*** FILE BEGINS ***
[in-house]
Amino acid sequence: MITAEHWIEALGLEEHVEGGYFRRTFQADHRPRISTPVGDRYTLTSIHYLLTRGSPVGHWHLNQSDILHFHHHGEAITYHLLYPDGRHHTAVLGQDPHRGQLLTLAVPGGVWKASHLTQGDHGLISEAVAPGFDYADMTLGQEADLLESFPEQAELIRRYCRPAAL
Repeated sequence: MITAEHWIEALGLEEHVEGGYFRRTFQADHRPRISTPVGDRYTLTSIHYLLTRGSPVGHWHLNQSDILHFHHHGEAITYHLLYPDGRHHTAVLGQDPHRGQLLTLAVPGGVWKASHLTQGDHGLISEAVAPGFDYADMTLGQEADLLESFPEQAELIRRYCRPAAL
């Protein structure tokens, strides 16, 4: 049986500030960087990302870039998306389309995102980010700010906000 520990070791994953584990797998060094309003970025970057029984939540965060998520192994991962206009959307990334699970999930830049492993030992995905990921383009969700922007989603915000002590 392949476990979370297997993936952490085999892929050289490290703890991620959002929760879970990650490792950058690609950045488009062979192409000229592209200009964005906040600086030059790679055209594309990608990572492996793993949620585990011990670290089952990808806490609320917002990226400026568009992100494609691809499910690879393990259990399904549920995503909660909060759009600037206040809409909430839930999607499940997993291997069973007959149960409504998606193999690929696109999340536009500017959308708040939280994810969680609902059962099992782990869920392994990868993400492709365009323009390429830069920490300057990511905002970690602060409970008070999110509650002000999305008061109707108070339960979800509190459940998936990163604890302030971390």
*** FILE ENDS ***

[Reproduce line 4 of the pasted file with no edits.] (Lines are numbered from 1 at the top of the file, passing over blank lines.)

């Protein structure tokens, strides 16, 4: 049986500030960087990302870039998306389309995102980010700010906000 520990070791994953584990797998060094309003970025970057029984939540965060998520192994991962206009959307990334699970999930830049492993030992995905990921383009969700922007989603915000002590 392949476990979370297997993936952490085999892929050289490290703890991620959002929760879970990650490792950058690609950045488009062979192409000229592209200009964005906040600086030059790679055209594309990608990572492996793993949620585990011990670290089952990808806490609320917002990226400026568009992100494609691809499910690879393990259990399904549920995503909660909060759009600037206040809409909430839930999607499940997993291997069973007959149960409504998606193999690929696109999340536009500017959308708040939280994810969680609902059962099992782990869920392994990868993400492709365009323009390429830069920490300057990511905002970690602060409970008070999110509650002000999305008061109707108070339960979800509190459940998936990163604890302030971390």